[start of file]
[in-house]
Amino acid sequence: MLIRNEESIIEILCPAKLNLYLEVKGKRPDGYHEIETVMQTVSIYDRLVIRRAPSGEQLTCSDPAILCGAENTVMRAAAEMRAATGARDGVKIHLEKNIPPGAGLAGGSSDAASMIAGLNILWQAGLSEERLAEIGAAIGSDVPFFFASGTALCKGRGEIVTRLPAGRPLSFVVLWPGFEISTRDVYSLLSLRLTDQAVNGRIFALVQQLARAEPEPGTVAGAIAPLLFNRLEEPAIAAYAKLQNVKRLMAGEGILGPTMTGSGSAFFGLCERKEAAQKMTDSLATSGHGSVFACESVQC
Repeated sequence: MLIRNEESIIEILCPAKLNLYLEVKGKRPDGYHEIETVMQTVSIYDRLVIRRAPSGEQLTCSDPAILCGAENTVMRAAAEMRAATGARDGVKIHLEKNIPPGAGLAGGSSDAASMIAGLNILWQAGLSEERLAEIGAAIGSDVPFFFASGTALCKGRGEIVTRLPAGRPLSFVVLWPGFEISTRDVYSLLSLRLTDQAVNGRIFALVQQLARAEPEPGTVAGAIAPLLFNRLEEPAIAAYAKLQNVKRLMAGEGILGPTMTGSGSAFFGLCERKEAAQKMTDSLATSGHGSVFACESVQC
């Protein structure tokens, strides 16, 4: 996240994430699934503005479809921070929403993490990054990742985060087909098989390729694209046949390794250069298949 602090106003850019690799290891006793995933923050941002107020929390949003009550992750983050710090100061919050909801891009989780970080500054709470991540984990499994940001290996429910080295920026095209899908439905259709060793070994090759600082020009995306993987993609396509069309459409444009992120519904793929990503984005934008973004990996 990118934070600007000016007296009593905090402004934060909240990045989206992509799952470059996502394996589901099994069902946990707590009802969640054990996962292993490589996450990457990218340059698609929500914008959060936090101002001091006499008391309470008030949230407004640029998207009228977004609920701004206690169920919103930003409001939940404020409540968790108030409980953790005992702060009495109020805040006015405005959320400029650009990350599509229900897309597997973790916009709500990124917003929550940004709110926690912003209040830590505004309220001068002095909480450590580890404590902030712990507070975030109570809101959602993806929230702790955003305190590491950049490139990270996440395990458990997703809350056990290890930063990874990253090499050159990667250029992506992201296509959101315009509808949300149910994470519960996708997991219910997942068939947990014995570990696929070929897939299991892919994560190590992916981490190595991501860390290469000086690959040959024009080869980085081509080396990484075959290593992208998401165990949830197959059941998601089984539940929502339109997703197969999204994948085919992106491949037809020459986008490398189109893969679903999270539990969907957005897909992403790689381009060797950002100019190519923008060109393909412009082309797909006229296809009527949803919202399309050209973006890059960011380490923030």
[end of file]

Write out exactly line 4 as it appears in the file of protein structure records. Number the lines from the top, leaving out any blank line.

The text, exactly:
């Protein structure tokens, strides 16, 4: 996240994430699934503005479809921070929403993490990054990742985060087909098989390729694209046949390794250069298949 602090106003850019690799290891006793995933923050941002107020929390949003009550992750983050710090100061919050909801891009989780970080500054709470991540984990499994940001290996429910080295920026095209899908439905259709060793070994090759600082020009995306993987993609396509069309459409444009992120519904793929990503984005934008973004990996 990118934070600007000016007296009593905090402004934060909240990045989206992509799952470059996502394996589901099994069902946990707590009802969640054990996962292993490589996450990457990218340059698609929500914008959060936090101002001091006499008391309470008030949230407004640029998207009228977004609920701004206690169920919103930003409001939940404020409540968790108030409980953790005992702060009495109020805040006015405005959320400029650009990350599509229900897309597997973790916009709500990124917003929550940004709110926690912003209040830590505004309220001068002095909480450590580890404590902030712990507070975030109570809101959602993806929230702790955003305190590491950049490139990270996440395990458990997703809350056990290890930063990874990253090499050159990667250029992506992201296509959101315009509808949300149910994470519960996708997991219910997942068939947990014995570990696929070929897939299991892919994560190590992916981490190595991501860390290469000086690959040959024009080869980085081509080396990484075959290593992208998401165990949830197959059941998601089984539940929502339109997703197969999204994948085919992106491949037809020459986008490398189109893969679903999270539990969907957005897909992403790689381009060797950002100019190519923008060109393909412009082309797909006229296809009527949803919202399309050209973006890059960011380490923030």